The intention of this article is to help you understand the important difference between annual percentage rate (APR) and annual percentage yield (APY). These terms are applied to loans and investment products, but they are not equal and they significantly impact how much interest you earn or pay. In the APR vs. APY discussion, it is important to mention the term compounding. This is because financial institutions will quote interest rates that use compounding to their advantage. Simply, compounding here refers to earning interest on previous interest. we will talk more about compounding and its importance later. First, let’s define APR and APY
Annual percentage rate (APR) is the annual rate of interest charged for borrowing not taking into account the compounding of interest. APR represents the yearly cost of funds over the term of a loan. It’s expressed as a percentage and represents the actual yearly cost of funds over the term of a loan. APR includes any fees or additional costs associated with the transaction. Loans can vary in terms of interest rate structure, transaction fees, and other factors, and a standardized computation such as the APR provides you with a bottom-line number they can be used to compare rates charged by other potential lenders. For example, a credit card company might charge 2% interest each month; therefore, the APR would equal 24% (2% x 12 months = 24%). By law, lenders must show customers the APR so that there is a clear understanding of the actual rates applicable to their agreements. The lenders are allowed to advertise interest rates on a monthly basis e.g. 2% per month, but are also required to clearly state the APR to customers before any agreement is signed
Annual percentage yield (APY) is the effective annual rate of return taking into account the effect of compounding interest. It is the representation of an interest rate, based on a compounding period of one year. Much like the APR, the APY allows for a reasonable, single-point comparison of different offerings with varying compounding schedules. However, it does not account for the possibility of account fees and additional cost affecting the net gain. Additionally, APY generally refers to the rate paid to a depositor by a financial institution. To promote financial products, banks and financial institutions will often quote the APY as opposed to the APR because the APY represents the customer receiving a higher return. For example, a CD that has a 4.65 percent APR, compounded monthly, for 8-months would instead be quoted as a 4.75 percent APY. For financial institutions in the United States, the calculation of the APY and the related annual percentage yield earned are regulated by the FDIC Truth in Savings Act of 1991. Accordingly, the act defines APY as — the total amount of interest that would be received on a $100 deposit, based on the annual rate of simple interest and the frequency of compounding for a 365-day period, expressed as a percentage calculated by a method which shall be prescribed by the Board in regulations.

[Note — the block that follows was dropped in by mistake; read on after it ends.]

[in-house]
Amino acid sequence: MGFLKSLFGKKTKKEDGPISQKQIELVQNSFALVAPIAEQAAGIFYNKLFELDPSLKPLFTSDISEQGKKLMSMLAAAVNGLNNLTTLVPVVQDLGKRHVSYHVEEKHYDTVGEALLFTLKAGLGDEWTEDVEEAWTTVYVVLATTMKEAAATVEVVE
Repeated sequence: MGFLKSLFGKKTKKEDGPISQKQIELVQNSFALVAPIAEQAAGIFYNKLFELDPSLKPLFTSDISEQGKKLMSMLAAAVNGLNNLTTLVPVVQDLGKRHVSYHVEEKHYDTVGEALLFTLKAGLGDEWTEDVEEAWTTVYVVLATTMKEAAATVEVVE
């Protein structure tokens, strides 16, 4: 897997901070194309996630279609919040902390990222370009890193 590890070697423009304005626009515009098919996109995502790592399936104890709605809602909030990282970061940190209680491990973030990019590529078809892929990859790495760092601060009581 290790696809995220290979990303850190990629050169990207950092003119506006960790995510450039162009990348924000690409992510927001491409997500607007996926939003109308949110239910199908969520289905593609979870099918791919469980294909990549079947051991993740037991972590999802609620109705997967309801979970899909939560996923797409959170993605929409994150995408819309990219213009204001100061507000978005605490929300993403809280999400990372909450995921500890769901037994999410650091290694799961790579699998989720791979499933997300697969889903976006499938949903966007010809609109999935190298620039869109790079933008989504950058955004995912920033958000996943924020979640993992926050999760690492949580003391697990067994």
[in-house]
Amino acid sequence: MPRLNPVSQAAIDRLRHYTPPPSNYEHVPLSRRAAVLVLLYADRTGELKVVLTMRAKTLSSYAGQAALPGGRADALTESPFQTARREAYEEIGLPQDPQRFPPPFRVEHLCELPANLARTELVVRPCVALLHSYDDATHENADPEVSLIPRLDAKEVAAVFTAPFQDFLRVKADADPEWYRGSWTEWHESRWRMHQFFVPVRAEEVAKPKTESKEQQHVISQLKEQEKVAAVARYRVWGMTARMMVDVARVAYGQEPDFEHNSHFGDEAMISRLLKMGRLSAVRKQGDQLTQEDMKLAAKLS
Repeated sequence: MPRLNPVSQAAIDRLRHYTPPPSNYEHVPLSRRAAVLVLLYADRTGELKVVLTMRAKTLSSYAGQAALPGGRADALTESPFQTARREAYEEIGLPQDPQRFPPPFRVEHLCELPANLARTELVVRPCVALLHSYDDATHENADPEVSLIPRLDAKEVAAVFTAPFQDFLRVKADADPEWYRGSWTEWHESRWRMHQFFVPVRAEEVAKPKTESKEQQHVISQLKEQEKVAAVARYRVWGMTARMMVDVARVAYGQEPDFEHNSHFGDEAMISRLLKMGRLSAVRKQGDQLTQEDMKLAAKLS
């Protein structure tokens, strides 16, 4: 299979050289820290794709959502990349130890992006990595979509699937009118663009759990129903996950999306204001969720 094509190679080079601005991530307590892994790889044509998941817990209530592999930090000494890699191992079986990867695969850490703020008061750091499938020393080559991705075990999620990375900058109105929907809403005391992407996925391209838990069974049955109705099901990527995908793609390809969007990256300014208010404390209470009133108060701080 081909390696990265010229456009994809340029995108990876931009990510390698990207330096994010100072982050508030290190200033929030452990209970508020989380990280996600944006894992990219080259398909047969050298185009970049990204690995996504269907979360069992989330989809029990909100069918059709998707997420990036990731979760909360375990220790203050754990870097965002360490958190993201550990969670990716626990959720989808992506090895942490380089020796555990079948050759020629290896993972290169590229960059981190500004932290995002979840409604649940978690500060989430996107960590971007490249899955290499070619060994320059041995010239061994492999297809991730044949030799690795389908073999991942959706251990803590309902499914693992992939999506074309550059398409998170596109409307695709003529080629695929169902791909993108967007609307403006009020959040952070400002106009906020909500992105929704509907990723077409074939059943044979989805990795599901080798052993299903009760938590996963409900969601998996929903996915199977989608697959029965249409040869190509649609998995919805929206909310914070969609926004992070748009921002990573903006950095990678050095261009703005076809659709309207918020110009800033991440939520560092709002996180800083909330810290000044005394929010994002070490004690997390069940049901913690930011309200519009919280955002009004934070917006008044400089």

As a borrower of funds, you should always be searching for the lowest possible interest rate. When looking at the difference between APR and APY, you need keep in mind that a loan may be disguised. Banks will often quote you the APR as opposed to APY. As stated earlier, APR does not take into account any form of compounding. Again, the APR is simply the periodic rate of interest multiplied by the number of periods in the year. This illustrates two points. First, the importance of asking a potential lender or researching what rate he is quoting to you. Second, when seeking a loan, you can use the APR or APY to compare loans and make the most informed decision.
Banks and other institutions will often entice individuals by quoting APY. Just as those who are seeking loans want to pay the lowest possible rates of interest, those same individual wants to receive the highest rate of interest when they themselves are the lender. For example, when shopping to open a savings account, you are obviously seeking the highest rate of interest. In the banks best interest, they will quote APY as opposed to APR because there is some compounding during the year and the APY will be a higher number than APR. Whether you are shopping for a loan or seeking the highest rate of return on a savings account, be mindful of the different rates that a bank or institution quotes. Depending on which side of the lending tree you stand on, banks and institutions have different motives for quoting different rates. Always ensure you understand which rates they are quoting and then compare the equivalent rates between alternatives. It is important for the individual to understand the distinction between these two rates, because they can significantly affect that amount of interest that you pay or accumulate.